Trade between the UAE and India has increased by 10 per cent in the year after the countries agreed to a major economic treaty, setting the stage for greater co-operation throughout the Middle East and Asia.
Non-oil trade rose to nearly $50 billion since the Comprehensive Economic Partnership Agreement (Cepa) was signed a year ago today, putting it on track to achieve its $100 billion goal by 2030, Dr Thani Al Zeyoudi, Minister of State for Foreign Trade, said in a statement on Saturday.
“It was a landmark agreement that created a powerful nexus of fast-growth nations who are helping to redefine the future of trade. And it delivered from day one,” Dr Al Zeyoudi said in a LinkedIn post.
He said India, South Asia's largest economy, is emerging as a “fourth economic pole” alongside the US, Europe and China.
“In parallel, we are cementing our position as a middle power — an innovation hub, a global market and a gateway to the world,” the minister said.
“As the economic centre of gravity shifts south and east, the UAE-India Cepa is creating an economic alliance that promises to help unlock the Asian future and establish the trade routes of tomorrow.”
The UAE signed its first Cepa with India a year ago today, and it took effect on May 1. The benefits of Cepa include enhanced market access, lower or eliminated tariff rules, simpler customs procedures, clear and transparent rules and rule-based competition.
This helped propel trade between the two nations to $38.6 billion in the first nine months of 2022 — almost double the figure recorded in the same period of 2020.
In the first eight months since its implementation, trade surged 30 per cent, which puts the countries on track to achieve $88 billion worth of trade in the financial year, Indian ambassador to the UAE Sunjay Sudhir said last month.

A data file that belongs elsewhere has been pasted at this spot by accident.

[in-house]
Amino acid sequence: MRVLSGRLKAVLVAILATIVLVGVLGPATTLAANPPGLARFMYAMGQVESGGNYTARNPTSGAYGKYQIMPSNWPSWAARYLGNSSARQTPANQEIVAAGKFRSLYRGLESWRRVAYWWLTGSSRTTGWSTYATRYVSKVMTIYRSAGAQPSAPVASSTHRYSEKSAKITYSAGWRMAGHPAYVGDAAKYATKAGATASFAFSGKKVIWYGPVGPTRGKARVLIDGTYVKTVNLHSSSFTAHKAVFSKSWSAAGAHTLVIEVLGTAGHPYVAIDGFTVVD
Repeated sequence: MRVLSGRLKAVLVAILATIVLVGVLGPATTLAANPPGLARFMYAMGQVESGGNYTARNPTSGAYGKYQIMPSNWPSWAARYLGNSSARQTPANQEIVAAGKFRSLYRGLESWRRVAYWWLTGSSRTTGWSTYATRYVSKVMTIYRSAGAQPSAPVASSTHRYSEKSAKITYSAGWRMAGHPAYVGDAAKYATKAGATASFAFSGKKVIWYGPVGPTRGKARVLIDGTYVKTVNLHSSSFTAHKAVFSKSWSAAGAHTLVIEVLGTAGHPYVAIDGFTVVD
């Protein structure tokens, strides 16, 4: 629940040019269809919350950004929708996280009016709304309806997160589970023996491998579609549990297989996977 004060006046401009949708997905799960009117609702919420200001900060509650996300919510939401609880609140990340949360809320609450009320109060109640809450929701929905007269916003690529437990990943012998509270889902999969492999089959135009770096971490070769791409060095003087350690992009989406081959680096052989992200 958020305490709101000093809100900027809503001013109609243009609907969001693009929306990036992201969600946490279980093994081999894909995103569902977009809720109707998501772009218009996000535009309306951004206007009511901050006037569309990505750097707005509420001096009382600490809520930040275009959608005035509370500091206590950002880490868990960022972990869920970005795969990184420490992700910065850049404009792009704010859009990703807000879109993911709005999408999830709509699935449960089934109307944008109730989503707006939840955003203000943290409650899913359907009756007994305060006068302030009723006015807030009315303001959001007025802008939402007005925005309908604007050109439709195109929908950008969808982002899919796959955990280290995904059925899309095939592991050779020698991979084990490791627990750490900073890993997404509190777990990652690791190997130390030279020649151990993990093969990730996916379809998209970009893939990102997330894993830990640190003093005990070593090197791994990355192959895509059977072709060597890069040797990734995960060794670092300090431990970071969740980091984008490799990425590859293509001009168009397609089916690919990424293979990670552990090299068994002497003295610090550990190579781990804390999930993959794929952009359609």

The UAE is India's third-biggest trading partner, while the South Asian nation is the Emirates’ second-largest trading partner. India hopes its exports will hit $1 trillion in the near to medium term, Piyush Goyal, India’s minister of commerce and industry, has previously said.
The deal, a part of the UAE's trade strategy, is also expected to add 1.7 per cent, or $8.9 billion, to the country's gross domestic product and increase exports by 1.5 per cent, or $7.6 billion, by 2030.
The UAE’s non-oil foreign trade reached a record Dh2.23 trillion ($607.1 billion) in 2022, as the Arab world’s second-largest economy accelerates efforts to reduce its dependence on hydrocarbons and boosts its economic partnerships globally, government data showed earlier this month.
On Friday, Dr Al Zeyoudi addressed a delegation from the Federation of Indian Chambers of Commerce and Industry as part of the one-year anniversary of Cepa.
The UAE-India Cepa is “another step on a journey that first began with our foundation as a united, independent nation in 1971. And it’s remarkable how far we have both come,” he said in a statement on Saturday.
“There is, in my mind, no better model of international co-operation than this modern, flexible and mutually beneficial deal, and I look forward greater collaboration and innovation as we begin to realise its full potential.”
The UAE Chapter of the UAE-India Business Council in Dubai was also launched on Friday. It aims to improve collaboration between the nations' business sectors and help them to access each other's markets and expertise.